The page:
Omnipresent ur-Zionist, Harvard law professor, veteran of O.J. Simpson's legal Dream Team, and Brooklyn College alumni Alan Dershowitz, has joined the chorus of criticism. With characteristic understatement, he took to The Daily News op-ed page to call the event a "propaganda hate orgy."
President Gould shows no signs of caving in to such pressure. She has clarified that she herself opposes B.D.S., while refusing to cancel the event. On Tuesday, The New York Times editorial page declared its support for Brooklyn College, comparing its persecution to that of Chuck Hagel, the Vietnam veteran and former Republican senator who has been nominated to serve as Secretary of Defense, and subsequently has been accused of anti-Israel bias by his former Senate Republican colleagues. The Times staunchly defends Israel's right to exist and opposes B.D.S., although they also oppose settlement construction in the West Bank. They note that, "Intimidation chills debate and makes a mockery of the ideals of academic freedom.... The sad truth is that there is more honest discussion about American-Israeli policy in Israel than in this country. Too often in the United States, supporting Israel has come to mean meeting narrow ideological litmus tests."
Complaints about B.D.S.--which last made headlines in New York when the Park Slope Food Co-op considered adopting its boycott on Israeli products--are also a manifestation of free speech. If City Councilmembers and congressional representatives want to shlep out to Midwood to hold a protest, they should do so.
Interestingly, though, they have shown no such interest in on-campus speeches from pro-Israel speakers. Dershowitz is himself a controversial figure on Middle East politics. (He has, for example, advanced the questionable assertion that Palestinians played a major role in the Holocaust.) And yet, as Glenn Greenwald points out in The Guardian, "[Dershowitz] has spoken without opposition at this very same Brooklyn College at the invitation of the Political Science department and not one of these city officials spoke out against that or threatened the college's funding over it."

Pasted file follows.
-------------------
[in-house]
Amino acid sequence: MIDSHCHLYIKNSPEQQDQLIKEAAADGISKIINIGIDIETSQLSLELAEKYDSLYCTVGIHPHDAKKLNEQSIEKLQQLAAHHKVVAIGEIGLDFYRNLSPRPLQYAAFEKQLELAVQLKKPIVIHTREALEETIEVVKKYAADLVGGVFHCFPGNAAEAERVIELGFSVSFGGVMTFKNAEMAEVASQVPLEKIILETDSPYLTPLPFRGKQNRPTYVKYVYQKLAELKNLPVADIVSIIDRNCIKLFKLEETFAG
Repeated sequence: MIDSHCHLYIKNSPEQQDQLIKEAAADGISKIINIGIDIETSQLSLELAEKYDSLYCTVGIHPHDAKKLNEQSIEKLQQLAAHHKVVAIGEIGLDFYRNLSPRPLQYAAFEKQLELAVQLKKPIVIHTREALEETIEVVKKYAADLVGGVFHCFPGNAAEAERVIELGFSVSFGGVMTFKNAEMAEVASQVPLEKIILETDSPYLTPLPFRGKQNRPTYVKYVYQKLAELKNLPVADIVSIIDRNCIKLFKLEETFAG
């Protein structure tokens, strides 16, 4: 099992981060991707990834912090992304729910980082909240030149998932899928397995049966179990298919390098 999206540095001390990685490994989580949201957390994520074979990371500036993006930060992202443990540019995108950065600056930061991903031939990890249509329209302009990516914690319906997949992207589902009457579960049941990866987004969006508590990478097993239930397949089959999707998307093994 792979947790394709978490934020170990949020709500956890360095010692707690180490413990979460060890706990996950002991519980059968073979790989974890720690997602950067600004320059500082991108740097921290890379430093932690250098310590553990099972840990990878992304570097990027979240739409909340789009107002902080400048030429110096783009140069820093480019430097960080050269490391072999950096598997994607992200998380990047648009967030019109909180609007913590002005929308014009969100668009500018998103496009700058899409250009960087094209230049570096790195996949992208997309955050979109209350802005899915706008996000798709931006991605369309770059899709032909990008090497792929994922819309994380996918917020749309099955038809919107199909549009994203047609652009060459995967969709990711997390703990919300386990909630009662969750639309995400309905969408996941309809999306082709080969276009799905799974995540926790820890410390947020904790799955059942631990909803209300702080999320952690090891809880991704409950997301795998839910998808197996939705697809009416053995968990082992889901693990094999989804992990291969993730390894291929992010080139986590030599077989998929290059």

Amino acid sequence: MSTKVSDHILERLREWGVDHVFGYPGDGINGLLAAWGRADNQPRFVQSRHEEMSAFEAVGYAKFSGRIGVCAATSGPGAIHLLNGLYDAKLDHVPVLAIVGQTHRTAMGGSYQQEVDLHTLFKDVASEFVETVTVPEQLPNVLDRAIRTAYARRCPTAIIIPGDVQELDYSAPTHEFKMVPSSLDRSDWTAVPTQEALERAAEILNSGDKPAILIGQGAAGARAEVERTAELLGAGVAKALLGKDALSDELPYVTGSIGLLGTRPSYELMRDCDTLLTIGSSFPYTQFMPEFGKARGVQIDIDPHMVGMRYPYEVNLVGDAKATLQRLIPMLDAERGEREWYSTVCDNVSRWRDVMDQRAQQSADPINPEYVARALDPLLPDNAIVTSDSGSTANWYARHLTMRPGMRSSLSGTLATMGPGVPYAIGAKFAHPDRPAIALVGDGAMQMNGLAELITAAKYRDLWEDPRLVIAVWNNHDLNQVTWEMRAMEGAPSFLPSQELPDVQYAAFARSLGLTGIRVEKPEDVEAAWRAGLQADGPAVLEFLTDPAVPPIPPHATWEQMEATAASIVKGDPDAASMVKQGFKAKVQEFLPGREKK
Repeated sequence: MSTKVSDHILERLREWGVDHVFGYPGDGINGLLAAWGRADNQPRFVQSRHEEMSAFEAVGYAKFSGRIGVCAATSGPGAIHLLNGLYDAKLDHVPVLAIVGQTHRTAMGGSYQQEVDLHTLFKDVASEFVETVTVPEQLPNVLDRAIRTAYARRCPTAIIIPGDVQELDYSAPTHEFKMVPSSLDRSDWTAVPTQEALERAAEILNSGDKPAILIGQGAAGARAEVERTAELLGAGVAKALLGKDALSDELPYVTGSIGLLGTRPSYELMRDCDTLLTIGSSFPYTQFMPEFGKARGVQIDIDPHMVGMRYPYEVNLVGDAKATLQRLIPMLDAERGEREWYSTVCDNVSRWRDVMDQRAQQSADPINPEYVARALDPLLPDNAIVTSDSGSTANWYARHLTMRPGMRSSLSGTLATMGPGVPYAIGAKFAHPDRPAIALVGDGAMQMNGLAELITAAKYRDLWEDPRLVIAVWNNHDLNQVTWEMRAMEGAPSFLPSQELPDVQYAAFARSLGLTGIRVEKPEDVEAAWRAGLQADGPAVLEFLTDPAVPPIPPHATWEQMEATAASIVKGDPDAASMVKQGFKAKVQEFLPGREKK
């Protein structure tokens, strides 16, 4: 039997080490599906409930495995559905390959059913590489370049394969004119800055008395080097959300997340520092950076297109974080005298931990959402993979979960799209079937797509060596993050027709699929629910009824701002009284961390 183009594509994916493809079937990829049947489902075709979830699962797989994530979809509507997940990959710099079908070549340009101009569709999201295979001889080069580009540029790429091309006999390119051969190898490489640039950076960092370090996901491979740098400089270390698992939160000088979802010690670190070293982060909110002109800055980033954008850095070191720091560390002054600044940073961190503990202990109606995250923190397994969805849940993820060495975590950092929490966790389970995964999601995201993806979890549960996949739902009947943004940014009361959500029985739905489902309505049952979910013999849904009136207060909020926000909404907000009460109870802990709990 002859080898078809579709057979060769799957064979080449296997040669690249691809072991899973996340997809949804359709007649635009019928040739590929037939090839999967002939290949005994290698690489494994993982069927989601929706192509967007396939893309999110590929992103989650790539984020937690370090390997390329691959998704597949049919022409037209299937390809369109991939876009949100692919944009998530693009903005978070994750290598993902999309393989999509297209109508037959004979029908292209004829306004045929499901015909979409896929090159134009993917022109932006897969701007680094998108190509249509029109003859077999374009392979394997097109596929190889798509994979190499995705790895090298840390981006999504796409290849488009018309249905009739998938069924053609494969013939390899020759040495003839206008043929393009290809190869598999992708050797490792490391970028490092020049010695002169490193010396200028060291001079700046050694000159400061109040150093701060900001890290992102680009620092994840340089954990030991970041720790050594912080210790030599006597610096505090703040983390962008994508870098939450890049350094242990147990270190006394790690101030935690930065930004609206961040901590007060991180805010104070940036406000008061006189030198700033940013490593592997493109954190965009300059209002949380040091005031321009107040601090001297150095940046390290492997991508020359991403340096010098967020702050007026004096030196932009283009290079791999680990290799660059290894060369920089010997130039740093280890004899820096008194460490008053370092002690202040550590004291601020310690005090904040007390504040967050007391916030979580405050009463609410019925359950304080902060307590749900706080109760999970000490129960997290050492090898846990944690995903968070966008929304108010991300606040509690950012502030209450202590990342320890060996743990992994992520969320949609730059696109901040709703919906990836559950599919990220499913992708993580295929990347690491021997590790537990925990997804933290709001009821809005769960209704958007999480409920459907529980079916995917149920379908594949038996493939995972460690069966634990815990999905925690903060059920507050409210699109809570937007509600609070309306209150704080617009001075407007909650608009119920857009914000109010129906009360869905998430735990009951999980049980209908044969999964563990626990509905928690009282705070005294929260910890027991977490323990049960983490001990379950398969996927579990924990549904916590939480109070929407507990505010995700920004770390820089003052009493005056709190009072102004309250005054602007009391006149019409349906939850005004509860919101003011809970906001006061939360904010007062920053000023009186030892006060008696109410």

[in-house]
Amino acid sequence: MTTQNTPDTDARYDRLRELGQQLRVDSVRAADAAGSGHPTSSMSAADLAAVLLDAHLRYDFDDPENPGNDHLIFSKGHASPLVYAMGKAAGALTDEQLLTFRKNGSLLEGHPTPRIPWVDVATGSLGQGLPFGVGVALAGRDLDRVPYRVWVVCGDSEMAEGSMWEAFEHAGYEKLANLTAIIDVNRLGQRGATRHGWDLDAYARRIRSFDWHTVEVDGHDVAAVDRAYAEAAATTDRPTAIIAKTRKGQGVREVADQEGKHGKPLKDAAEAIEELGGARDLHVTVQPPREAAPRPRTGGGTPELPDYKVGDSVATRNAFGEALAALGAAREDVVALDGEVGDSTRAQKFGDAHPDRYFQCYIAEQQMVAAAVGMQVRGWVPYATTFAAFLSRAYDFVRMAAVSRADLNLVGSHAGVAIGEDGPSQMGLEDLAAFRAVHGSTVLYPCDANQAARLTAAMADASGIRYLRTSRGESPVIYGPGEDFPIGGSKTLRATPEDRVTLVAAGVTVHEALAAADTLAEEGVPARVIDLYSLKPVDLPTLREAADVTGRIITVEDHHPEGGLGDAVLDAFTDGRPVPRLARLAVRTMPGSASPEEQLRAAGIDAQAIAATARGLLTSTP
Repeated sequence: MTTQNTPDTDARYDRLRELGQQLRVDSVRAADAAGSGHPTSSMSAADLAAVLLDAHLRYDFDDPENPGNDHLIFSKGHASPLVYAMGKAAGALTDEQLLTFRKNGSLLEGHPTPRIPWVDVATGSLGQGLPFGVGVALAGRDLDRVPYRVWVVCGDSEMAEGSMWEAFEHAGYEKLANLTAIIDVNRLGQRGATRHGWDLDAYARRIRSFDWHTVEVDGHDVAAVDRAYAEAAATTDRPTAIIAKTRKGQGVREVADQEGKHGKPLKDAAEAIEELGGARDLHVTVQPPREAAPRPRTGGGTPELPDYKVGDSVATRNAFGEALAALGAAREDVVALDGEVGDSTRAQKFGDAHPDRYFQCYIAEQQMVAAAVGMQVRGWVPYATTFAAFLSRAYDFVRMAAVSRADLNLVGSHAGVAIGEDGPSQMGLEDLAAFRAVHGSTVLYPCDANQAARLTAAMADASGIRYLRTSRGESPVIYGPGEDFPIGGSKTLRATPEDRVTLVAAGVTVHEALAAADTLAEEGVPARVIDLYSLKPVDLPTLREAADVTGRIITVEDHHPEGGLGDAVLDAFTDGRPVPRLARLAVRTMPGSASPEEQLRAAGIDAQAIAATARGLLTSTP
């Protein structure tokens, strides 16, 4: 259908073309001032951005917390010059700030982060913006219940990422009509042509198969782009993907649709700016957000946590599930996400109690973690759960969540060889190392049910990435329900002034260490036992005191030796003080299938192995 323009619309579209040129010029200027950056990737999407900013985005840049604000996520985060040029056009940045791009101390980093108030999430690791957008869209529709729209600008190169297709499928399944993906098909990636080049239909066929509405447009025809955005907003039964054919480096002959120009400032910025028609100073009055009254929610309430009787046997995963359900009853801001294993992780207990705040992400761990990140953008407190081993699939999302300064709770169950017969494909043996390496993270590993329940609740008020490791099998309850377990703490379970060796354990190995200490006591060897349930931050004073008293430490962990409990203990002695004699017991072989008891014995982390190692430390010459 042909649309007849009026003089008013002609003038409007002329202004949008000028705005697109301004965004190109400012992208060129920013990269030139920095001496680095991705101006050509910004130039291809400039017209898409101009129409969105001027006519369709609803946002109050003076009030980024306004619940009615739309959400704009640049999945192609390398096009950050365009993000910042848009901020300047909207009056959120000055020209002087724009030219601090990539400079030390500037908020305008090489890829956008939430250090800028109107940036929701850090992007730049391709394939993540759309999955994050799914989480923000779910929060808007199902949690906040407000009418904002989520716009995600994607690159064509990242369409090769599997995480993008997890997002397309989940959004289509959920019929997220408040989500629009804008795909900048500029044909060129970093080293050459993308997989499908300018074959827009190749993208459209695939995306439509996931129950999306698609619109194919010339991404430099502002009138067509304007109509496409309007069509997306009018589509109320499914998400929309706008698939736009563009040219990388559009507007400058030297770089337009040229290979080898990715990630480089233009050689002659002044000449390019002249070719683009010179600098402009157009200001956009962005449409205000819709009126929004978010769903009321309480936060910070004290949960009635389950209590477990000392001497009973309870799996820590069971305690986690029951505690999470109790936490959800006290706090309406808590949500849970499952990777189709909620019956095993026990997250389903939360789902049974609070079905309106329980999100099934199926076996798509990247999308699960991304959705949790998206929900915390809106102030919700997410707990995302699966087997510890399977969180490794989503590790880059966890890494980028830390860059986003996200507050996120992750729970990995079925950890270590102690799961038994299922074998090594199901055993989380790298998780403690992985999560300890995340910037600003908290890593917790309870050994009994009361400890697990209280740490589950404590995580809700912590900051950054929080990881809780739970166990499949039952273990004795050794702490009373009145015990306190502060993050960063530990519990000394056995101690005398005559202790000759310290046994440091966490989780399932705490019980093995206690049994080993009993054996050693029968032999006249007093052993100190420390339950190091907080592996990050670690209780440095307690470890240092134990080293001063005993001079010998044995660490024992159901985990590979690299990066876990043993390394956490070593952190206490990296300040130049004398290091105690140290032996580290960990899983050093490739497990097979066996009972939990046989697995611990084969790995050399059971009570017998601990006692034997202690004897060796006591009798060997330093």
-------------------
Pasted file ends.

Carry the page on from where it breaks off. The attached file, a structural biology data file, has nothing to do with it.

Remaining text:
But Israel is a special case, and for many politicians, especially from New York, it seems to warrant the application of double standards. This is not the first time the City's public colleges have been targeted for wandering into politically dangerous territory on the Middle East. In 2010, a conservative blogger wrote Brooklyn College out of his will for assigning freshman to read a study of Arab-Americans. In 2011, an adjunct professor of Middle Eastern politics at Brooklyn College was temporarily disinvited for being deemed anti-Israel by critics. (Why is Brooklyn College such a flashpoint? Perhaps because it sits near Brooklyn's large Orthodox Jewish communities in Midwood and Borough Park. This is the congressional district that, at Ed Koch's behest, replaced Anthony Weiner with a Republican to protest President Obama's insufficiently adamant support of Israel.) Later that year, playwright Tony Kushner had an honorary degree from John Jay College revoked, and then reinstated, after one member of the City University of New York (CUNY) board protested that Kushner is a "Jewish anti-Semite" because of his criticisms of Israeli actions in the Occupied Territories. (Kushner supports Israel's right to exist.)
Are you noticing a pattern? More than once, CUNY institutions have caved to pressure from ardent backers of Israel's policies, only to later reverse themselves. This time, they appear to be skipping the first step, and just standing firm. For now.